45 Then [Jesus] opened their minds to understand the Scriptures, 46 and said to them, “Thus it is written, that the Christ should suffer and on the third day rise from the dead, 47 and that repentance for the forgiveness of sins should be proclaimed in his name to all nations, beginning from Jerusalem. 48 You are witnesses of these things. (Luke 24:45-48 ESV)
The second thing to note is that first day and for decades afterwards – we find it scattered throughout the New Testament and it doesn’t stop even now – in fact I’m doing it right now – the resurrection is constantly talked about and explained and proclaimed because it is not a natural occurrence – it is beyond our world’s experiences of death being final – it is supernatural and therefore requires words so that our eyes see clearly the reality.
So Paul in his first letter to the Corinthians spends a portion of the letter (Chapter 15) explaining the dynamics and mysteries of the resurrection. And we heard [in our 2nd Reading] that if Jesus hasn’t been raised then Christians really are to be pitied – as poor deluded fools. Jesus’ resurrection is the declaration that the work of salvation, forgiveness, and life with God is finished – it is done – complete – guaranteed – assured – dependable – we don’t add anything but simply receive it – and that isn’t simple because it results in living differently this new life in this old body and old dying world.
Paul also tries to give a larger picture about the resurrection – a context so to speak – even a timeline – that talks about Jesus as the first resurrection and he brings about our resurrection and the defeat of all that would harm and kill us – the last of which is death – and then at the end he and God are united – yes this is mystery language here – trying to glimpse and understand spiritual mysteries outside of time – but ending with the comforting message that everyone in Christ will live with God who is all in all. Also every rule, power, and authority in this world will give way to Jesus which means that there is accountability before Jesus. Thus the resurrection message gives us a big picture – in fact the biggest picture – when one can see into eternity – and it is secure because of Jesus and rests in God.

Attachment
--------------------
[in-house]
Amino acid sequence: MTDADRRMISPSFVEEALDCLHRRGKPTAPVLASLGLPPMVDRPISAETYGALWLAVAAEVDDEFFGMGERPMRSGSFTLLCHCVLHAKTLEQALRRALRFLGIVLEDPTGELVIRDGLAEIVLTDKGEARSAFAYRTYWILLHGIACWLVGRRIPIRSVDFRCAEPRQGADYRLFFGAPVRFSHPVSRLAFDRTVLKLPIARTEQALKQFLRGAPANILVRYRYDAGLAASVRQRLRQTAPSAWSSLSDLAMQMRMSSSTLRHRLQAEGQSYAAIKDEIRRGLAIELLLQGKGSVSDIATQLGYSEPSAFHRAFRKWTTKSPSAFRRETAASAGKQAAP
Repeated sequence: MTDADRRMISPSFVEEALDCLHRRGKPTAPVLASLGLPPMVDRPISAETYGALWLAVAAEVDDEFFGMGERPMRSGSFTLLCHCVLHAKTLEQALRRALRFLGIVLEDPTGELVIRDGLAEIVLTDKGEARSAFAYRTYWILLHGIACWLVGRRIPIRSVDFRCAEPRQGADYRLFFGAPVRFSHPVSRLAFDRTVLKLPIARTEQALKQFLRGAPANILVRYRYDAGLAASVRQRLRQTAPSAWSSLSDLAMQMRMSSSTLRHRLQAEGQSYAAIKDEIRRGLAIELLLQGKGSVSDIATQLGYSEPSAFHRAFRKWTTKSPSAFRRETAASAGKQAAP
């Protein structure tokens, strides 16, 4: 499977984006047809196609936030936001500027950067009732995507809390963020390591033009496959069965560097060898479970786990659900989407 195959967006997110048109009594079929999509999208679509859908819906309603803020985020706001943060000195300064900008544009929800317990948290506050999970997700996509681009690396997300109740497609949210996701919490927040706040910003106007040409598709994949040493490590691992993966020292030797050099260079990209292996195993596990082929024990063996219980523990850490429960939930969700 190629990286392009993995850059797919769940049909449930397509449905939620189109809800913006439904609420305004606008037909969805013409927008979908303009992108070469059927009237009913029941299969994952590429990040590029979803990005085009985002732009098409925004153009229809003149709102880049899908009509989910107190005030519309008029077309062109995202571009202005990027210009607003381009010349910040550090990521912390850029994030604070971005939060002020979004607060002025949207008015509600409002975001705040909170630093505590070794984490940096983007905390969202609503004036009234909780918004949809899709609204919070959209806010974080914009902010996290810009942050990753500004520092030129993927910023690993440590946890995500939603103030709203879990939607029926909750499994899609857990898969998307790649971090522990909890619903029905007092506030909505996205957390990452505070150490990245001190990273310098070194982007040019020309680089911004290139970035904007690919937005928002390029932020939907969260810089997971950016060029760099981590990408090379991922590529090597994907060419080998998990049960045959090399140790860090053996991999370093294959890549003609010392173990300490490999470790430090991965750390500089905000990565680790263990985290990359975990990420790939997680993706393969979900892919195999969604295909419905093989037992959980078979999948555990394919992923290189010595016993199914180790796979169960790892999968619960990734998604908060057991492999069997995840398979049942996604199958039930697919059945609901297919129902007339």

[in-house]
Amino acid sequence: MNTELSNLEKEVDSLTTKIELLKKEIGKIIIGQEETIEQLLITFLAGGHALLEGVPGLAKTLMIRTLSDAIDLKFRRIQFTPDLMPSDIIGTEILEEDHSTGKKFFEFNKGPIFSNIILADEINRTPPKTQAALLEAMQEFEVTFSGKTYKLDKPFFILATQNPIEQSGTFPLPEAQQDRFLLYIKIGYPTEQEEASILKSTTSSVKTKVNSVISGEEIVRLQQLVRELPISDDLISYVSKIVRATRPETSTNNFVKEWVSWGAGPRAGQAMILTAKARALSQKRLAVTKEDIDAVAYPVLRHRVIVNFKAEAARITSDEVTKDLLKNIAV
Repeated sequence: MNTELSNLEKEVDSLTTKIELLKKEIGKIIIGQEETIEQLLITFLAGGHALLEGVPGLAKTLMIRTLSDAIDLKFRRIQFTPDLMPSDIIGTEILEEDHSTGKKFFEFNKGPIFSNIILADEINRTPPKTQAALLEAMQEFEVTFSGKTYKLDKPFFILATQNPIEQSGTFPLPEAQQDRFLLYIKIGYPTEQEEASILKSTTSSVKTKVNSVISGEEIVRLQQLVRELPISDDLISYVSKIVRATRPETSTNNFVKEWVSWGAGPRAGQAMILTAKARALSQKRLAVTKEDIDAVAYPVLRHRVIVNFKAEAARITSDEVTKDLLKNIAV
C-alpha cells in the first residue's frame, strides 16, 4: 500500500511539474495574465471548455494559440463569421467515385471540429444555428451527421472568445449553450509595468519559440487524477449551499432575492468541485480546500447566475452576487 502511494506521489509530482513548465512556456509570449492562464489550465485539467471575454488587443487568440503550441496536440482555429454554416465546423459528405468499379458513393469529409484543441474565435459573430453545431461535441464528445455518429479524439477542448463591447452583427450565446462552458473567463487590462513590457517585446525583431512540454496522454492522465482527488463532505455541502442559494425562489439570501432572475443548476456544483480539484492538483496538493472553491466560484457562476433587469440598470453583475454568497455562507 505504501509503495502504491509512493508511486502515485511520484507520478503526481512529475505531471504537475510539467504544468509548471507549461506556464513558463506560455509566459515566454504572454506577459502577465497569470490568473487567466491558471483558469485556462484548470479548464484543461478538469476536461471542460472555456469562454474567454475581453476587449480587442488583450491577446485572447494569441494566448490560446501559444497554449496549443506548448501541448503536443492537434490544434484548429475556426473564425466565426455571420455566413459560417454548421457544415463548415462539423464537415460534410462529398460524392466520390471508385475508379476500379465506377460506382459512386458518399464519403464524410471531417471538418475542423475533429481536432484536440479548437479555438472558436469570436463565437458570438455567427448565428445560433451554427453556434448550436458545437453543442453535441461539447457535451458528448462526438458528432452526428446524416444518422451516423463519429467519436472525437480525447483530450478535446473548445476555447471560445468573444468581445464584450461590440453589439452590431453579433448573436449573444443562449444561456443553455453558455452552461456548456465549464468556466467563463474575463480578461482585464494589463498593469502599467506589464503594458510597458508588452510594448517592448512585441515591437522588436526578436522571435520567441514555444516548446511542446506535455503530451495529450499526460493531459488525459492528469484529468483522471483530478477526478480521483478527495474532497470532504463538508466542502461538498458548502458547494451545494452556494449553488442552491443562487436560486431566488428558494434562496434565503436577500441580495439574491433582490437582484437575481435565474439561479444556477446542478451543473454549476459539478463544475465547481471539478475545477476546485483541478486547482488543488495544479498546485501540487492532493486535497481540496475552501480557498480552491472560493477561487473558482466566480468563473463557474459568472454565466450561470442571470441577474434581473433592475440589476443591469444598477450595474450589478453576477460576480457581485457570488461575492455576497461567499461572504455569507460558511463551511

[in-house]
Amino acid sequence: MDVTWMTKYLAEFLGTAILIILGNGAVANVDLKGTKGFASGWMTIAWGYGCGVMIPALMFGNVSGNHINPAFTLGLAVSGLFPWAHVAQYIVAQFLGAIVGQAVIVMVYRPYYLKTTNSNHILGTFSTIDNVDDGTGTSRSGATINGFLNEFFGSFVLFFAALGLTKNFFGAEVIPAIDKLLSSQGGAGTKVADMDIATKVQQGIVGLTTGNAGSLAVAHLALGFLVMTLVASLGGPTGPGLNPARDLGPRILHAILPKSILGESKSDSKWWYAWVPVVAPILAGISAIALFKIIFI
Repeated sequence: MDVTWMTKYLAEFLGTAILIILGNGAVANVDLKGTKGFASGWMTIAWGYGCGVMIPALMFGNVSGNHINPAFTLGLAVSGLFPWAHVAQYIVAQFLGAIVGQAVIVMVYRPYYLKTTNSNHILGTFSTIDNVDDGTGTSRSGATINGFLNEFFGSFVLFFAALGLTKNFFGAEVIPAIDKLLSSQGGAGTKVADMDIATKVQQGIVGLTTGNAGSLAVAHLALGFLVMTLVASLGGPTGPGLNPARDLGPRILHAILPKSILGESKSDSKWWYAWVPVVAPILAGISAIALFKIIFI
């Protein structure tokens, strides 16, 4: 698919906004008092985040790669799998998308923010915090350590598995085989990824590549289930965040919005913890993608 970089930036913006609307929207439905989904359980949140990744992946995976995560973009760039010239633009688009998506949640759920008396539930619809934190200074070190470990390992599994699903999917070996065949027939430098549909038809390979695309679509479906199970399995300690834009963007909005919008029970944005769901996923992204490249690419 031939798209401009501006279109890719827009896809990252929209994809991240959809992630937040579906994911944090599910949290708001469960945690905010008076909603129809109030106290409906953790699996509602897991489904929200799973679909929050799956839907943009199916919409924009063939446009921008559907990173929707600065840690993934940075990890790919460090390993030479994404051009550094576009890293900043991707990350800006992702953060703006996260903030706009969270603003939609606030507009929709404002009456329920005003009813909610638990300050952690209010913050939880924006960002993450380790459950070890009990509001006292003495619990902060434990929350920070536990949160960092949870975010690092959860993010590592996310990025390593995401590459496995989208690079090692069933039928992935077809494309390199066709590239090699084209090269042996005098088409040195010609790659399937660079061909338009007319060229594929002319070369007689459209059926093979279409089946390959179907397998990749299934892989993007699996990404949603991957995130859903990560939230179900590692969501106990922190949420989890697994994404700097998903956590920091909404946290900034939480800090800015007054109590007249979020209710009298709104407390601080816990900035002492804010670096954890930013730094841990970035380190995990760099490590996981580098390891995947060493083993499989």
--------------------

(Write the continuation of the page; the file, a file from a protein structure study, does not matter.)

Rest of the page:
This resurrection message then can release us from the anxiety of the future – the what ifs, the unknowns – so that we can turn our attention to now and the world around us – and again Jesus is with us using words, water, bread and wine – and he calls us to follow him each day, resist sin and evil, and serve those whom God has placed around you.
We definitely don’t see Jesus and perhaps people today feel like they have missed out because those first Christians saw Jesus. But when reading the New Testament we discover again and again that their eyes back then needed their ears to understand what they were seeing. Maybe they saw Jesus once. Maybe they didn’t see Jesus at all. Whatever their situation they and we are the same – that we need the resurrection message to be a proclamation – a news flash – not a scientific experiment that can be repeated – because the message addresses people personally. Jesus died for you. Jesus is alive and with you. The world cannot disprove this message. And any dispassionate consideration of the evidence about what happened to Jesus after he died has to acknowledge that the best explanation of all the evidence is what Christians say – that Jesus did rise from the dead!
Today we have those same words which help us understand what we are seeing – the world around us – and not seeing – Jesus. Today we can say about Jesus ‘My Lord and my God’ and testify about an empty tomb and the truth it reveals – that Jesus is with us and should death come before Jesus reappears, then I’m simply going home where I will see Jesus face to face.
- 1 Corinthians 15:19 - 28